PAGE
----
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Which one has better scope Teradata Datawarehousing or Java EE?

 
Nikhil Aggarwal
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I have got job in one of the fortune 500 company. Being a fresher, they have landed me in Teradata datawarehousing team but I am interested in Java (i am also a oracle certified professional java programmer) programming. Now I am getting confuse should I continue my career in Teradata datawarehousing or not?
I am passionate in making codes(in c,c++, java) and have been actively participating in online coding contests too.
Help me in detail ASAP

 
Jeanne Boyarsky
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Teradata is a company/product. A better question is whether there is a career path in big data/analytics/data warehousing. Which there definitely is.
 
Nikhil Aggarwal
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ohh yeah my fault....i have now updated my question
its in datawarehousing
I am in need of comparison between datawarehousing and Java EE
 
Jimmy Clark
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A "data warehouse" is simply a database which is used for analysis and reporting. Java EE are programming API, which are used to build data warehouse software in some situations. Whether one or the other will be a good technical fit depends mostly on the individual. It is certainly possible to leverage database design skills when building software applications.
 
chris webster
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I've been working on some JEE/DWH projects recently, and on those projects JEE is largely irrelevant to the core business processes: the heavy lifting is all done by the database, which is often the most powerful (and expensive!) piece of software in the orgainsation, while Java is simply providing a user interface.

The nature of many serious, heavy-duty database applications means that you can't put too much logic in the Java tiers, because you can't afford to keep passing huge volumes of data across the O/R divide, and in any case databases are designed for doing big stuff with data. Many such operations may be effectively batch processes, while others are based on analysing large volumes of data. Java (or C# etc) is not really relevant or useful for many of those jobs.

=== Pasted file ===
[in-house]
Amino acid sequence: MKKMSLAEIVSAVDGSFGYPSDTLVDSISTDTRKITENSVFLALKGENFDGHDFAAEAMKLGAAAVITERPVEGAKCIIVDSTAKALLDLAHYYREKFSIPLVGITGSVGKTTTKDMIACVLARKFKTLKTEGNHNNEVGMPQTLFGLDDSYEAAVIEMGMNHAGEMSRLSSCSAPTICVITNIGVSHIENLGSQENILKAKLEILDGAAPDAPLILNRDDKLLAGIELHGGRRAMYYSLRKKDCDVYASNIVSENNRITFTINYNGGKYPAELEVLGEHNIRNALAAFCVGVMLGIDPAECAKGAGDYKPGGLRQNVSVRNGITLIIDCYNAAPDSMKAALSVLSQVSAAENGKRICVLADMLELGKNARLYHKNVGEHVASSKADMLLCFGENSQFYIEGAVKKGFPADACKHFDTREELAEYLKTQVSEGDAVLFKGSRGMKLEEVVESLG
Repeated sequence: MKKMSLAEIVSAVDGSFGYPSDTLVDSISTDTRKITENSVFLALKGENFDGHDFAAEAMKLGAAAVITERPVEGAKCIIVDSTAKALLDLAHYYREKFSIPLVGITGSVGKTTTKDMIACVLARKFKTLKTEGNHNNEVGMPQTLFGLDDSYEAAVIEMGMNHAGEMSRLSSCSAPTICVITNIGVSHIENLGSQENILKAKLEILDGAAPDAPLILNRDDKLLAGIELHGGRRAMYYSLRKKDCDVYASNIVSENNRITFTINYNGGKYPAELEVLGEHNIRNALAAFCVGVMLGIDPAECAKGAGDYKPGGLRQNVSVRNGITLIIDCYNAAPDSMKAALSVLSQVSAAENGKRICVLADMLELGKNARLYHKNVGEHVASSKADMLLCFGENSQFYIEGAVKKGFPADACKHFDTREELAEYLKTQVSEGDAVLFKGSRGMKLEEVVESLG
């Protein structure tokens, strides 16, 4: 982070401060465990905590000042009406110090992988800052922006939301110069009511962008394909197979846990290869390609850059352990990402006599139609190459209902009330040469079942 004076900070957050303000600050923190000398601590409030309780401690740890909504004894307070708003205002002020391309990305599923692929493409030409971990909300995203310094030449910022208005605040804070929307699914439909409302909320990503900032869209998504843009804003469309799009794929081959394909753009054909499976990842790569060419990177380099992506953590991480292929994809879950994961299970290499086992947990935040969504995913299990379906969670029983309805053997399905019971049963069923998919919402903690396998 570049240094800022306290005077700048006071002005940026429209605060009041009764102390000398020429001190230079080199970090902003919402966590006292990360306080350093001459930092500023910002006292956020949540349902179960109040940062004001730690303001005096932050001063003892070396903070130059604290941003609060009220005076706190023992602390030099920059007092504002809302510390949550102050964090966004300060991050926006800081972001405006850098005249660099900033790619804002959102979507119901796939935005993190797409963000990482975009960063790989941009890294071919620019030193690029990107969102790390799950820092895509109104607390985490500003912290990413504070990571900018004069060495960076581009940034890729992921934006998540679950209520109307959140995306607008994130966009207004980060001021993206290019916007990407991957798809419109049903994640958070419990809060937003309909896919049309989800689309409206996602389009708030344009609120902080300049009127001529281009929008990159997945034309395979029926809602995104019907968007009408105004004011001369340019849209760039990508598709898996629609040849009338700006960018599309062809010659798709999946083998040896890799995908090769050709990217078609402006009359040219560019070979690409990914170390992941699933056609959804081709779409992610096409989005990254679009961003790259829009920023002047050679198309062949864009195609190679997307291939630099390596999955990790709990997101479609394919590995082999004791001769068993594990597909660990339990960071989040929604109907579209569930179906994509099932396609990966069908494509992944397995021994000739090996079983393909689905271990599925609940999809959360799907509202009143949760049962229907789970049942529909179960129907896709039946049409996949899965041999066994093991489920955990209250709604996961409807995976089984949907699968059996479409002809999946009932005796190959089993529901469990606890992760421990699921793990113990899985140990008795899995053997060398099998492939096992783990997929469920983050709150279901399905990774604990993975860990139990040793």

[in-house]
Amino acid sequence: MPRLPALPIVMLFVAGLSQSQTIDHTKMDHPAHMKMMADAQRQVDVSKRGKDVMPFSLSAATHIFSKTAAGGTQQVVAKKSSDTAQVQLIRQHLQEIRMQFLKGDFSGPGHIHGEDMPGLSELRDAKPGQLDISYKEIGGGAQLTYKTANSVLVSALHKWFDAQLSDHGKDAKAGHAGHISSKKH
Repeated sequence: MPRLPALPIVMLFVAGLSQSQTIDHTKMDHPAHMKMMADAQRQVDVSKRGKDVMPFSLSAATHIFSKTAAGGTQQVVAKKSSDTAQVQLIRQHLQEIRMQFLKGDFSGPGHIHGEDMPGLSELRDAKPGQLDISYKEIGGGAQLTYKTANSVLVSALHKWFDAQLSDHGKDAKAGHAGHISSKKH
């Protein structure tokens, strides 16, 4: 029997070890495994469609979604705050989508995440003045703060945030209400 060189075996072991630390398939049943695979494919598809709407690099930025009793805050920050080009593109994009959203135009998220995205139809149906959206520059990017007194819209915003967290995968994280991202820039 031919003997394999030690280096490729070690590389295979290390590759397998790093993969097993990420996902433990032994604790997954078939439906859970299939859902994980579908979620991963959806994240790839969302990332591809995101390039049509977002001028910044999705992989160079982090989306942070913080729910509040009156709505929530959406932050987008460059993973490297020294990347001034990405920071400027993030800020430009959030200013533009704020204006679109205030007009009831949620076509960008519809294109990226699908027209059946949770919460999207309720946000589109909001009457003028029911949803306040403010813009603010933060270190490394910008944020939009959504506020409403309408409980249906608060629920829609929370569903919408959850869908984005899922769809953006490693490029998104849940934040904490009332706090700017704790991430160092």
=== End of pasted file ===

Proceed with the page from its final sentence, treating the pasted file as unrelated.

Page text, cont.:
More generally, understanding data properly will deepen your understanding of what systems are doing. Many systems will be storing and re-using data in different ways for decades, while individual business applications and user interface technologies may come and go. That's why they call it "persistence" - because data persists. So understanding data will make you a better developer for the long term.

Of course there are lots of jobs for JEE developers, and lots of JEE developers around. But if you were also to acquire a deeper understanding of serious DWH applications, you'd have something far less common, and possibly far more useful, to offer potential employers.

For example, Oracle guru Tom Kyte has some fairly forthright views about the lack of serious DB understanding in many developers:

Perhaps the biggest issue is the black box approach of development. A developer will learn everything they can about the procedural language they're using. However, they don't learn about the database that they're using or other packages that might be involved. My premise is they’re not building an application so much as something that manipulates data and the data is going to outlive the application. The data might already exist; it might even pre-date the application. The data is important, so foregoing knowledge of what I view as the key, crucial, critical component of the application – the database storing the data, is short-sighted and the number one cause of performance issues. The typical mindset is we’ll just get a framework and say ‘oh the framework will hide all that nasty SQL, I don't have to know anything about it, I'll just push the transactional button and everything will be good.’


As a database developer, I've made a fair amount of money over the years by fixing problems created by people who did not understand what they were doing (wrong) with their JEE database applications!
 
Jimmy Clark
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In many situations, Java programs execute business and data processing logic which subsequently store data in databases and data warehouses. These programs can execute in batch mode on a schedule or can be run manually based on user needs. The ability to write data processing code is a strength and can be amplified by strong XML programming skills. If an individual can add the ability to write database stored procedures to these programming skills they get an A+.
 
Nikhil Aggarwal
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Thanks for your suggestions
Now what I have planned is, I will keep doing coding in Java and C++ but now I will focus mainly on Darawarehouse as it is new to me(and job ). It will add something new in my Mind Database.
Any feedback on my decision is warmly welcomed.



 
Jimmy Clark
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Good luck son!
 
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